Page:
Mahtab Hussain’s long-running photo series documents feelings of angst, alienation, and displacement through portraits of young Muslim males in the UK
Mahtab Hussain was working at the National Portrait Gallery when he first realised that none of the work surrounding him reflected his own experience as a British Asian. “It was hard to come to terms with the fact that I was invisible in these spaces, spaces that I love and hold so dear in my life,” he notes. “I thought I would find those artists while working in a museum environment, but shockingly I never did, so in 2008 I decided swap sides and become an artist to help bridge this gap.”
Since making the jump, Hussain has been the creative force behind You Get Me?, a long-running photo series that explores issues of identity and displacement among young, British Asian men through stark, intimate portraiture. Beginning in Birmingham – where he grew up – You Get Me later expanded into London and Nottingham, with Hussain stopping individuals in the street to photograph them, while speaking to them about their own battles for a sense of self. The interviews conducted will appear in an accompanying book of the same name.
Ahead of its opening at Autograph ABP on May 4, we spoke to Hussain about class, masculinity and how perceptions of Muslims have changed in modern Britain.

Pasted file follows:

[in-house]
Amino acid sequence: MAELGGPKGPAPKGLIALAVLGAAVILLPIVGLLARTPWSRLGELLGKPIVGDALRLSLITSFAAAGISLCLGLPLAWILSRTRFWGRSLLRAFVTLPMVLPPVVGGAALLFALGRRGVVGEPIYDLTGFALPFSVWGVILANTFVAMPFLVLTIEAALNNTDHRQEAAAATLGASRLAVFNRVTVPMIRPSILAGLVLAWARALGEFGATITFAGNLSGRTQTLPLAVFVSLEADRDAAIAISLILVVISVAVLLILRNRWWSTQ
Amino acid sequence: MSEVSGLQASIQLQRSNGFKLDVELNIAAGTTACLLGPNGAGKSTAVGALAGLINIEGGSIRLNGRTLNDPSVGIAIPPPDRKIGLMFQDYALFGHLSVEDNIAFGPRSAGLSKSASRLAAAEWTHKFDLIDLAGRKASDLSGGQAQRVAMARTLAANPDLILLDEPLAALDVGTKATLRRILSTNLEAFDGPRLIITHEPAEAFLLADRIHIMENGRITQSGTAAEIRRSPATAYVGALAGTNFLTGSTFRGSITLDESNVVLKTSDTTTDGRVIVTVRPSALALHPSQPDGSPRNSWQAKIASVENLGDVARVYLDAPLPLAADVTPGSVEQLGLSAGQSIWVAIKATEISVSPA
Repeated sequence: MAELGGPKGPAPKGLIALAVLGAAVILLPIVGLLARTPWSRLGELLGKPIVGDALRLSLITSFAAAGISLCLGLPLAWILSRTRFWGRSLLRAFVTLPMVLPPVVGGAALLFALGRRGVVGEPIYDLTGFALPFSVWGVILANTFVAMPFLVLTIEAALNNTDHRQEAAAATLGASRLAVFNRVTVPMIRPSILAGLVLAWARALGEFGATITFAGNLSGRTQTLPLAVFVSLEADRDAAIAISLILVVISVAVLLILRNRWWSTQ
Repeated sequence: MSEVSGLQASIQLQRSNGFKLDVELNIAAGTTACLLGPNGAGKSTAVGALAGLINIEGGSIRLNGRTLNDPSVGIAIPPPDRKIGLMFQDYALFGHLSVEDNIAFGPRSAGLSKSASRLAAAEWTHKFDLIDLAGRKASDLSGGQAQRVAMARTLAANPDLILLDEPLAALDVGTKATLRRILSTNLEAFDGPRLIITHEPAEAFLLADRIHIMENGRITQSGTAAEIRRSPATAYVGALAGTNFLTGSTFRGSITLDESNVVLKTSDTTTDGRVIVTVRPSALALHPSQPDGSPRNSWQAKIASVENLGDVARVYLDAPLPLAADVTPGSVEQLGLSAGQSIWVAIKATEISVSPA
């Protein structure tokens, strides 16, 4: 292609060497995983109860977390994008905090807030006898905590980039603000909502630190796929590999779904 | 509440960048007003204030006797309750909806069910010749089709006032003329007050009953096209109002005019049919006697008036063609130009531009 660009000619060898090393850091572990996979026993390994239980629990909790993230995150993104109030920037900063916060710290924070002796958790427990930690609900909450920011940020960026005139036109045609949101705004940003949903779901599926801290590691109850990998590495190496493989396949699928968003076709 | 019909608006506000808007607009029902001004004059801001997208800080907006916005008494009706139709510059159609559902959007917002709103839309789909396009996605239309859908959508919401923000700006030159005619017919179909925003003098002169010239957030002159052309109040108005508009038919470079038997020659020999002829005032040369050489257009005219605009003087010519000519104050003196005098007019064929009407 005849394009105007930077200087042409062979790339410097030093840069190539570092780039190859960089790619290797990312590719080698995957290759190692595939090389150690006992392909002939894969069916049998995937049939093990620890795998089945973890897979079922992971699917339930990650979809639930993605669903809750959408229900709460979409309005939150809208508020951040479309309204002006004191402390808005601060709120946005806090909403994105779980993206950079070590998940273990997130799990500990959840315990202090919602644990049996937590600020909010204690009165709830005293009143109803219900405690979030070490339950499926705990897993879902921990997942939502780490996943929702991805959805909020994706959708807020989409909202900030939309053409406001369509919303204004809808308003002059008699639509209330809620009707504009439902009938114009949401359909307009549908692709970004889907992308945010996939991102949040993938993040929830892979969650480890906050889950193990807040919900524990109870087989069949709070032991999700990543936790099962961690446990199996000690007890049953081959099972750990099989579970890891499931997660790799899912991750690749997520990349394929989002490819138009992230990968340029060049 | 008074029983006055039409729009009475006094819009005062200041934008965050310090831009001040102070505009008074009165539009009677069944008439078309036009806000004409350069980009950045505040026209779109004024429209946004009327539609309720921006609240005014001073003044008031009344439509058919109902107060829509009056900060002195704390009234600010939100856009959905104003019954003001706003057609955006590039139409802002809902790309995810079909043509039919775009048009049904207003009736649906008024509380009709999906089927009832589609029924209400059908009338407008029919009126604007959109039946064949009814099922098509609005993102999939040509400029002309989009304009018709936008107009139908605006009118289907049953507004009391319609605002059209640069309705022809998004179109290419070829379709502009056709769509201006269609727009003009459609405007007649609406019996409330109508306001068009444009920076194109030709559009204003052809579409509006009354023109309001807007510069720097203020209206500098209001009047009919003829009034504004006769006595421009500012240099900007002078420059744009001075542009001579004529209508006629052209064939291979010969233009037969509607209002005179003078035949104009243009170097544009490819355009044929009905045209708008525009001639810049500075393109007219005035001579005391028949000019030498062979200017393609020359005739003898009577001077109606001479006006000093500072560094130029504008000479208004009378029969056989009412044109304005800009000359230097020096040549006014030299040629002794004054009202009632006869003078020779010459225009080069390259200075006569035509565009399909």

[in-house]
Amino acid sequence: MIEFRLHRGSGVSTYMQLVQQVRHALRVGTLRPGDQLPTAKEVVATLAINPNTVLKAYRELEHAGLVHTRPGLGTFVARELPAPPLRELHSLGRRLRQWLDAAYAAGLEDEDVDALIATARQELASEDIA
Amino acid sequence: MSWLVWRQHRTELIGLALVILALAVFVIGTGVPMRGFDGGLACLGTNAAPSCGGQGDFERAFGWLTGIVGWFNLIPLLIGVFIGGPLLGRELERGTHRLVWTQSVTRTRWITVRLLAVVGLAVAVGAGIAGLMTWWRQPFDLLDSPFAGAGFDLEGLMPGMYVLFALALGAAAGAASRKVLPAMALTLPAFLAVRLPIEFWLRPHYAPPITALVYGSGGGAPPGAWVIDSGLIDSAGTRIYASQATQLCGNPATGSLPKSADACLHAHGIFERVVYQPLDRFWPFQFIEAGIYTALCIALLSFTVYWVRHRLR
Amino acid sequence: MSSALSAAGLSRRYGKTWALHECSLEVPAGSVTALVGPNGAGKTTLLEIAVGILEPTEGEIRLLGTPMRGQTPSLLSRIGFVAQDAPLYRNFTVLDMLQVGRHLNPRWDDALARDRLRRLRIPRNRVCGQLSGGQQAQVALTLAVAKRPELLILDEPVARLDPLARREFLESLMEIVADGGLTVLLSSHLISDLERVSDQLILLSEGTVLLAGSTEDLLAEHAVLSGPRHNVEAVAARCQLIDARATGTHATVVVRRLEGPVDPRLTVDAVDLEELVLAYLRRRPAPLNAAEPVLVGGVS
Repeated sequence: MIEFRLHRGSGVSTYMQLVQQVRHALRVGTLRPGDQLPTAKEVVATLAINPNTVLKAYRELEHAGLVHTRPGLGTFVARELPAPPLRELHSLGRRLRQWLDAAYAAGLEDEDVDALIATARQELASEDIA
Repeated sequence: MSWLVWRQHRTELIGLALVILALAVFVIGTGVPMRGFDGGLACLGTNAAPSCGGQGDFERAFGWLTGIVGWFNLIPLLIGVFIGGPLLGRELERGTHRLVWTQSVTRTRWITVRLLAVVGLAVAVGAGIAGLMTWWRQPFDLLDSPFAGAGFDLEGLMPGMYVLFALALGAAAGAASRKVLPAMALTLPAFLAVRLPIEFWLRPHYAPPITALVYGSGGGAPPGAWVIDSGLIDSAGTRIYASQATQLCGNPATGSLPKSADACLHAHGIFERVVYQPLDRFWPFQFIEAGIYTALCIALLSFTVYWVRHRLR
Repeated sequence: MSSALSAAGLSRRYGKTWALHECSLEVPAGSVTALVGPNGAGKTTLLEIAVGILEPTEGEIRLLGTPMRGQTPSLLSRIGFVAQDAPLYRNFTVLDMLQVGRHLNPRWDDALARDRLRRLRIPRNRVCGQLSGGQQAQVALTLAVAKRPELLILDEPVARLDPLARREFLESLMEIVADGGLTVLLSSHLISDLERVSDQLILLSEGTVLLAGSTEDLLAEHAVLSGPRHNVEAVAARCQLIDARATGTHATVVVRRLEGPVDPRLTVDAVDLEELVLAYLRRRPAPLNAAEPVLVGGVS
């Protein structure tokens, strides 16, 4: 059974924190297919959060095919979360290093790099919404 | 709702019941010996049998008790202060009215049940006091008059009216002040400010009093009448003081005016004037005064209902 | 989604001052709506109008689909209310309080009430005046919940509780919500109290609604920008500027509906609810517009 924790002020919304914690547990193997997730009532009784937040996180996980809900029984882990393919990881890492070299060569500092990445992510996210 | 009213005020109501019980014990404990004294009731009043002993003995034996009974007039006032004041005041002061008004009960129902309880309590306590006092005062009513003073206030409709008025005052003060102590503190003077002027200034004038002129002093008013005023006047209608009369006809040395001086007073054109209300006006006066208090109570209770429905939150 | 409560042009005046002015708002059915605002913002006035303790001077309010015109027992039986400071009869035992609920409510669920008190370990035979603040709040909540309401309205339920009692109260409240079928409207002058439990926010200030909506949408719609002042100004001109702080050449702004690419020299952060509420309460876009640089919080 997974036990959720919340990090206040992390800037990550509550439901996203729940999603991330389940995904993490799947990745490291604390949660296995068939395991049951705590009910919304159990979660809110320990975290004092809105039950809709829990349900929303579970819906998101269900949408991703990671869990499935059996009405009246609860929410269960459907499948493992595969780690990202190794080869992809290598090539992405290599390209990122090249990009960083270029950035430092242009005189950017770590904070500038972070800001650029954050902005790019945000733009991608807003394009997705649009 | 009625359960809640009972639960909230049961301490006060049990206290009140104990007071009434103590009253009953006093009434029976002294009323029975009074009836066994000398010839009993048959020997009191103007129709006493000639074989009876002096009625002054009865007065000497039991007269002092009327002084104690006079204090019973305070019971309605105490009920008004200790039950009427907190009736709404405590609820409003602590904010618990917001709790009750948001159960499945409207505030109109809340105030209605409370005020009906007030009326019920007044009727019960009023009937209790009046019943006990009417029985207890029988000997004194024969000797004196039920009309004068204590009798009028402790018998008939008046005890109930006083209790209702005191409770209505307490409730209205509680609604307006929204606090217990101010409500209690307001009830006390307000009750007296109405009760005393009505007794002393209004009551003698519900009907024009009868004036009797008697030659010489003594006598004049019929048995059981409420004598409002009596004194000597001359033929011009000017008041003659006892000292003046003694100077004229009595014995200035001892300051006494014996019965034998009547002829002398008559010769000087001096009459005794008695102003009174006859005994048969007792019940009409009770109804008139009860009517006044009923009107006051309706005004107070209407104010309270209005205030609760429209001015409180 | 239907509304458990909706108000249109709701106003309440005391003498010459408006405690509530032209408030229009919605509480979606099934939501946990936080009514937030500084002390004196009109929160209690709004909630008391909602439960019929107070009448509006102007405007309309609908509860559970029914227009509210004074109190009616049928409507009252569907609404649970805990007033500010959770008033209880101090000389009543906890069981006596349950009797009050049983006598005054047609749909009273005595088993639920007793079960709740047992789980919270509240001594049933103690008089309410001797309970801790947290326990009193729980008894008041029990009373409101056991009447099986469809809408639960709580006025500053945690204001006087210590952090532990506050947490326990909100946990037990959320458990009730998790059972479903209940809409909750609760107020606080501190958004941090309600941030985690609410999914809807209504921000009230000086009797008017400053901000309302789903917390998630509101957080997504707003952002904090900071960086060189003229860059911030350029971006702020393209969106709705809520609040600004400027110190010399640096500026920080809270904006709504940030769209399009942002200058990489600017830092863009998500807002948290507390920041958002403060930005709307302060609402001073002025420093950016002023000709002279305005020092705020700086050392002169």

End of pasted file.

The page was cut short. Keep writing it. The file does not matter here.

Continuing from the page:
Why did you settle on ‘You Get Me’ as the exhibition’s titular phrase?
Mahtab Hussain: The phrase came about when I was transcribing the interviews, but also widely in the many conversations I had on the streets. Some say it’s a quintessentially black expression, and in a way I’m commenting on this, questioning why many young British Asian males connect with the black urban experience. Hip-hop, particularly – which talks about poverty, hopelessness and the struggles of life – gives them a sense of collective belonging in western society. I think what solidified this connection were the towering figures of Malcolm X and Mohammed Ali, two great black, Muslim icons who articulated the struggles of black and brown communities living in the white man’s world.
But the phrase embodies it all. It can be aggressive, but it expresses a glimmer of vulnerability and uncertainty too. Do you understand me? Do you know where I’m coming from? Because it seems that no one does.
How have you found that young, male Muslims experiences with displacement differ to that of young, female Muslims?
Mahtab Hussain: I feel that women are in a much better place – they have a greater sense of balance with their religious identity, their sense of self and feeling towards wider society, and so they are flourishing amid very complex identity formations. When interviewing women, they were incredibly articulate too, focused on careers and education in ways which simply leave the men behind, which itself is a huge subject. Like their white counterparts, they are attempting to readdress society's general imbalance of inequality, and amid a community which often insists on maintaining traditional female roles in the face of western modernity.